Violet Constance Jessop was born on October 2, 1887 to William and Katherine Jessop near Blanca, Argentina. William had emigrated from Dublin, Ireland around 1884-1885, and his fiance Katherine followed him in 1886. Violet Jessop was the firstborn of 9, although only 6 survived. Violet got tuberculosis at an early age, but recovered despite the doctors' prediction that she wouldn't live a month. She and her family moved to Great Britain after her father died, and she continued her education in a convent school while her mother was a stewardess. After her mother got sick, she quit school and became a stewardess at the age of 23 for the Royal Mail Line. She was then transferred to the White Star Line. She was paid £2 ($10) per month, working 17 hours per day. She boarded the R.M.S. Olympic on October 20, 1910. One voyage ended shortly, after a collision with the H.M.S. Hawke in 1911. She continued as stewardess on the Olympic, until being transferred to the R.M.S. Titanic, Olympic's sister ship. She boarded on April 10, 1912 like most of the crew. She served as 1st Class stewardess and in her memoirs, she wrote that Thomas Andrews took her suggestions on improving the ship, and earned her admiration along with all other crewmen because he actually listened and gave them advice, and respected eachother, with both being Irish. She also claimed to have been friends with Scotsman and bandleader, Wallace Hartley. On April 14-15, 1912 when the Titanic struck an iceberg and sank. She was able to board a lifeboat, and was given an infant. She cared for the infant until reaching the decks of the rescue ship, Carpathia. Then, once on deck, the infant was snatched from her arms by a woman without a word, and ran off. She went on the Britannic (Titanic and Olympic's sister ship) in 1916, as a nurse (the Britannic had been turned into a hospital ship due to WWI). The Britannic struck a mine on the Aegean Sea, and began to sink. She was asleep, and immediately grabbed a toothbrush (a lesson learned after the Titanic, going for several days without a toothbrush and getting several cavities) and ran up on deck. She boarded a lifeboat and it was launched. However, the captain tried to beach the Britannic. So, with the propellers rising out of the water, the boat began being sucked towards it. She jumped despite her fear of water after the Titanic, and was sucked under the Britannic. Then, she went straight up and her head hit the bottom of the Britannic. She went into panic, and then she felt a hand which she could tell was alive. Then, they went up together and were pulled aboard a lifeboat, just as the Britannic made her final plunge. She later had severe headaches and went to the doctor where she found out that she fractured her skull. Afterwards, she continued to work for the White Star Line, and then worked for the Red Star Line, Royal Mail Line. She had a short marriage in the 1930s (the groom has never been identified), and retired in 1950 in Great Ashfield, Suffolk after 42 years at sea. One night, she got a phone call from a woman, asking if she saved a baby on the Titanic. After Violet said yes, the woman revealed that she was that infant. She laughed, and hung up. No one has ever identified the caller, or the infant. She was interviewed by Woman Magazine, and by Walter Lord for A Night To Remember. Throughout her life, she was a devout and Catholic. She was a very strong believer in prayer. She in fact, always carried a rosary in her apron or around her neck. Violet Jessop died of congestive heart failure in 1971. There is a book called "Titanic Survivor" (pictured above), telling the story of her life which is based off of her memoirs.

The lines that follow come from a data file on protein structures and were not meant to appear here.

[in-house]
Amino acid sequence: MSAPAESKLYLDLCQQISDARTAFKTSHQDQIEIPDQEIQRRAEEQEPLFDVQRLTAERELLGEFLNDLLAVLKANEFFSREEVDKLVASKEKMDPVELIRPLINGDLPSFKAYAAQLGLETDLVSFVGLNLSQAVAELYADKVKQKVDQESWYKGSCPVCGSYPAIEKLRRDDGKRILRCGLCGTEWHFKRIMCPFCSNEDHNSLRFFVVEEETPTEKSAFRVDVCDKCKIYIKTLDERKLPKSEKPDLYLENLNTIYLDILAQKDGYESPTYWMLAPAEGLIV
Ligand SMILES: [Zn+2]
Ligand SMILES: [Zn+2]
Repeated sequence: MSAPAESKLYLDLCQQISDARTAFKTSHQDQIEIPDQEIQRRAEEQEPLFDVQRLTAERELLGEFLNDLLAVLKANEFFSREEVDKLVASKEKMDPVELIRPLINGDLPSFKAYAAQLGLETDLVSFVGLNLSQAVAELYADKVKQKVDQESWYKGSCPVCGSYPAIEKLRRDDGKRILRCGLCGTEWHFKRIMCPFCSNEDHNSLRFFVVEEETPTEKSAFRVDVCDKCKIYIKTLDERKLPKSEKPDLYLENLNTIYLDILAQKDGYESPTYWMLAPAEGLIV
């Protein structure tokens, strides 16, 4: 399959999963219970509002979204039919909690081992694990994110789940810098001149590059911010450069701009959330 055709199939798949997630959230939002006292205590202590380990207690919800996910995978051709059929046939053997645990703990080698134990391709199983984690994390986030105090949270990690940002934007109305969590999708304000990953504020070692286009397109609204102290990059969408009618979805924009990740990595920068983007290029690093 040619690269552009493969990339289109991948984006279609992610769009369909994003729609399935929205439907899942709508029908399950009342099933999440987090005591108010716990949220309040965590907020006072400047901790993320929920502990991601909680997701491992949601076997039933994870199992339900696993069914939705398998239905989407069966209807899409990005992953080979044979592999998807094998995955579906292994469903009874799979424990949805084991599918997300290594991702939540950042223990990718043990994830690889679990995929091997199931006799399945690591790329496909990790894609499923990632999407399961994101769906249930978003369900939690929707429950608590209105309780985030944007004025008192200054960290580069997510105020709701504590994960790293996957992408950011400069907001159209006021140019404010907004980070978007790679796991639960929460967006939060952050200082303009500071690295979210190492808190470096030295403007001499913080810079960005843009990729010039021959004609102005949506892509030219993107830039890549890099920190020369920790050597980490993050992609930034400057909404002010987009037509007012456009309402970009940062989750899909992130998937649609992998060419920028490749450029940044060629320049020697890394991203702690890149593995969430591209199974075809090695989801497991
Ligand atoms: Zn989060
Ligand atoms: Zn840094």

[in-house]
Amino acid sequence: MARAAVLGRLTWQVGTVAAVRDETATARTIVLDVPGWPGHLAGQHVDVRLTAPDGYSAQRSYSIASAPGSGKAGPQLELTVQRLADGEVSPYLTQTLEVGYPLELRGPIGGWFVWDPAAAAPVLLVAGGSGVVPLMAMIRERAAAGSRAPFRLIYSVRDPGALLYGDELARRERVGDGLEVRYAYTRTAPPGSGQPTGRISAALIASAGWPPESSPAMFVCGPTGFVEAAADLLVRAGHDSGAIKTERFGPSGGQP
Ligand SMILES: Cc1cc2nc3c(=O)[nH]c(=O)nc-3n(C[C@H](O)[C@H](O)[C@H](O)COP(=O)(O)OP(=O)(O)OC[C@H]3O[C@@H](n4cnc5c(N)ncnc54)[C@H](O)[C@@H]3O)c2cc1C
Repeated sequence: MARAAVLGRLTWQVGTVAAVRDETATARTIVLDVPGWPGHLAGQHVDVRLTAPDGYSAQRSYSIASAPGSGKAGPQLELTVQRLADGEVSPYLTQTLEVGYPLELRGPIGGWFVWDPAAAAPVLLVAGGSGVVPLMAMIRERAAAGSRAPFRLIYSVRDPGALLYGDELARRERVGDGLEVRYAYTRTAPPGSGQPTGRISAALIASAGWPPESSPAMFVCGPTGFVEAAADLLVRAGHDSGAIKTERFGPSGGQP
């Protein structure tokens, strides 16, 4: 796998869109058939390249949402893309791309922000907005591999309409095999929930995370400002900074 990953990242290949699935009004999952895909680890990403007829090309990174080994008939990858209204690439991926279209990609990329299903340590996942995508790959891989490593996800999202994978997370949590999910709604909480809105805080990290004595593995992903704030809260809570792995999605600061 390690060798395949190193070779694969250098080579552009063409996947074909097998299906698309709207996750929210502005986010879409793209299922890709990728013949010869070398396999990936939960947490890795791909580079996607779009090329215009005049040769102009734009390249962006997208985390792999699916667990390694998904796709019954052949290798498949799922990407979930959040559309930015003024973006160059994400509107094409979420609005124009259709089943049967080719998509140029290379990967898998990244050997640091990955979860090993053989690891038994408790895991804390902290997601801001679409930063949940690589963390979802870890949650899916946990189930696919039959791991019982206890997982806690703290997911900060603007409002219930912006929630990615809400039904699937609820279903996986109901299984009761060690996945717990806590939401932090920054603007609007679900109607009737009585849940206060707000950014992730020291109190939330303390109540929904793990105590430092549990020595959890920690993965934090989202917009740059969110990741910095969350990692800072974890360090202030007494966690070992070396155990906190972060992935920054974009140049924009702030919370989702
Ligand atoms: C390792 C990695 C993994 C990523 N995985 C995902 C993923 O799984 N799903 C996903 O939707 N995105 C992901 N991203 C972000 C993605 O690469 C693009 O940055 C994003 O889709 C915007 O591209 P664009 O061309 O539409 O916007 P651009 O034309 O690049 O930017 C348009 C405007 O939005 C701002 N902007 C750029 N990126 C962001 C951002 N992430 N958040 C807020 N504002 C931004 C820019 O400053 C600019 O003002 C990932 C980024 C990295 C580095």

Thursday, June 4, 2009